What’s in a nickname?
The Warriors or Redbacks or Tigers adds personality to a team. It’s a godsend for marketers too – an emblem and slogan become an easier choice. And, most obviously, it’s simpler for fans, commentators and others attached to the game.
“What are you doing this afternoon?”
“We’re off to watch the Warr… Western Australia men’s team”
There’s no ring to it.
So, why the change?
The board argues that the names were first introduced in the mid-1990s to attract a new and young audience. Now, apparently having achieved this, the nicknames – the Western Fury and the Western Warriors – have been retired.
It seems a curious decision. Even if there has been a sharp spike in membership – which is unlikely but could be the case due to the rise in prominence of women’s cricket and the success of the Big Bash League – a change in name to something so generic is unlikely to generate further growth.
And what of the Perth Scorchers?
Technically they’re still a branch of Western Australian cricket. So why not maintain consistency and change this name too?
It seems Western Australia has followed Cricket Australia’s lead. The Southern Stars, the national women’s team, are no more, and last year Cricket Victoria dumped their monikers, the Bushrangers and the Spirit in favour of the men’s and women’s team respectively.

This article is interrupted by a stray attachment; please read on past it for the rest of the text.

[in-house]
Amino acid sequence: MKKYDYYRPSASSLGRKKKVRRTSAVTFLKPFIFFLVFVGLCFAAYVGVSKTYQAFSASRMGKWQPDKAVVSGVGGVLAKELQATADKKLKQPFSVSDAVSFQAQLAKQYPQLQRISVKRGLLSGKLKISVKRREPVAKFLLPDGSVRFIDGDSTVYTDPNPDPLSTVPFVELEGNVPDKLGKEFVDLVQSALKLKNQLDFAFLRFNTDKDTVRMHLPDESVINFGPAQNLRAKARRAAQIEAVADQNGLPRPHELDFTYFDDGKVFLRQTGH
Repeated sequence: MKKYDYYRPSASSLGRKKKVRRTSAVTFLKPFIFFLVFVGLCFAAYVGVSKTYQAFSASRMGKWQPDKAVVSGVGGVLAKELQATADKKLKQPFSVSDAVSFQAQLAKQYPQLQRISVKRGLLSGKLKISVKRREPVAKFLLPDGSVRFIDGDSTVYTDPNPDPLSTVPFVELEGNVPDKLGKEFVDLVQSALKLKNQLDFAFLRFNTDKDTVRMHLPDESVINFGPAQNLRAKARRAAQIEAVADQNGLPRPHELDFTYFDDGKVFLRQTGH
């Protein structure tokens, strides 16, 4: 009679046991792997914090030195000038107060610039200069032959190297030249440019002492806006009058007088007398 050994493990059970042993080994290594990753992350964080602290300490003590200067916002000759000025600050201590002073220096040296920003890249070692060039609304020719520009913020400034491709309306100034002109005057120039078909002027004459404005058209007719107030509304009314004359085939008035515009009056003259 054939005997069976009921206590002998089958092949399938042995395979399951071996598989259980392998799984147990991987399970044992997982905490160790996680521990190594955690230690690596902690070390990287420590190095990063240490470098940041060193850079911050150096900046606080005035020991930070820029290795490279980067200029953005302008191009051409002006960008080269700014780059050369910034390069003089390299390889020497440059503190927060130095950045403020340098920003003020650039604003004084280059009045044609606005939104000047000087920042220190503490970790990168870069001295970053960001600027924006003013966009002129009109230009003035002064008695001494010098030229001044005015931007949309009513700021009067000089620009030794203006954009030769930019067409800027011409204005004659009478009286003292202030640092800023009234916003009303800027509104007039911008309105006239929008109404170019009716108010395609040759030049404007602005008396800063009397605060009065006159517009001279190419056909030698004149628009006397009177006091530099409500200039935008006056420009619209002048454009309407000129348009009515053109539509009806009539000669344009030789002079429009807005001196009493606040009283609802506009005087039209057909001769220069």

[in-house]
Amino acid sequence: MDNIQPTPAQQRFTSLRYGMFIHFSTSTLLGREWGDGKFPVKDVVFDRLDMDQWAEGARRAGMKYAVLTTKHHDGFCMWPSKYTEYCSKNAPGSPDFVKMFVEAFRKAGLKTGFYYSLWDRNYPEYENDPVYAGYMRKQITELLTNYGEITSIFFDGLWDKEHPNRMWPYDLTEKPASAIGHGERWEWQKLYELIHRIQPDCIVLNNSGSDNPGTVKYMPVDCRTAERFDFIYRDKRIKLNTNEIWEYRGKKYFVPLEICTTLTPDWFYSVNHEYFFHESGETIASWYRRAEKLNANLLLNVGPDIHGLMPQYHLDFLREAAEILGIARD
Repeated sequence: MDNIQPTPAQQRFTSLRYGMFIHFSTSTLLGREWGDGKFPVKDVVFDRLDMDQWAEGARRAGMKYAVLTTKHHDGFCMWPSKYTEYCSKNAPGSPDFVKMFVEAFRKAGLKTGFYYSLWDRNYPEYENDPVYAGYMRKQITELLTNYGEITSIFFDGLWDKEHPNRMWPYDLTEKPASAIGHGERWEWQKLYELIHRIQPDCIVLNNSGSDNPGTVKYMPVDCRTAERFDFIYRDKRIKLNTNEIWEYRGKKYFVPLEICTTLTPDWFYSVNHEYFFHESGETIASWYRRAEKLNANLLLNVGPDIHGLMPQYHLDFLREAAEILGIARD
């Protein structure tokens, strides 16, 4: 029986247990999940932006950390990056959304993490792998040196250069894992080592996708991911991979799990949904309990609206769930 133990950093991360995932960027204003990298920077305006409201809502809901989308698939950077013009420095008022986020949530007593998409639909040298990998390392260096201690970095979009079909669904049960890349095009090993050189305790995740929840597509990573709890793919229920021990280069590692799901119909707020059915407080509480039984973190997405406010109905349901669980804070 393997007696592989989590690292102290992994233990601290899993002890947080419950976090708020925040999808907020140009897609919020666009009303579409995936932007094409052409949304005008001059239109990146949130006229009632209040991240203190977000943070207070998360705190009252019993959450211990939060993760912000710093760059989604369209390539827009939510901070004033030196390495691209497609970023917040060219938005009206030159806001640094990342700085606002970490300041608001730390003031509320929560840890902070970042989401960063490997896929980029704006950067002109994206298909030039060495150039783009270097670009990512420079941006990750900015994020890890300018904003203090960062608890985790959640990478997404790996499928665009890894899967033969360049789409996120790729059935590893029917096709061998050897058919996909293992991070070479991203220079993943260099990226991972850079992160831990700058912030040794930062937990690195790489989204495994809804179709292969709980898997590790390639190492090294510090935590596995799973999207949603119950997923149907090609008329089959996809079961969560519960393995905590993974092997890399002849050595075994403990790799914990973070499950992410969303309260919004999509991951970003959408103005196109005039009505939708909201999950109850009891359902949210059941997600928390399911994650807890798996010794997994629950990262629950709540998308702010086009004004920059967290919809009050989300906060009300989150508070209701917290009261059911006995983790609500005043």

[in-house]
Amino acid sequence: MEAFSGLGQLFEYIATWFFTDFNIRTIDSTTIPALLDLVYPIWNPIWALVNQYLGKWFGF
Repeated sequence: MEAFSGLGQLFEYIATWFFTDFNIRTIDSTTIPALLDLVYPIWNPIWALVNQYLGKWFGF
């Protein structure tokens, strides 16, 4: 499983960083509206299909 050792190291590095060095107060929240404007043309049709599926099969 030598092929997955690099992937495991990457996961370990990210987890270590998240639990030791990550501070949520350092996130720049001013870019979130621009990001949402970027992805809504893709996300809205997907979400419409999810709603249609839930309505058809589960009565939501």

A superficial look suggests the reason is for the sake of simplicity, but perhaps the answer lies closer to political correctness. It takes so little to offend nowadays.
Teams around the globe, whether spurred by internal and external forces, have changed names and logos due to the discomfort generated by potentially polarising monikers.
The Cleveland Indians of the NFL are an example. Although they didn’t change their name, they did abandon their synonymous logo, Chief Wahoo, due to racial undertones. The Washington Redskins, although unyielding, have been under the public pump since the 1960s.
The Warriors, the Crusaders, the Bushrangers – they’re aggressive names with an attachment to violence.
So did Western Australian cricket opt for blandness with its name changes to improve brand consistency? Or was it a proactive move to subdue a potential political storm?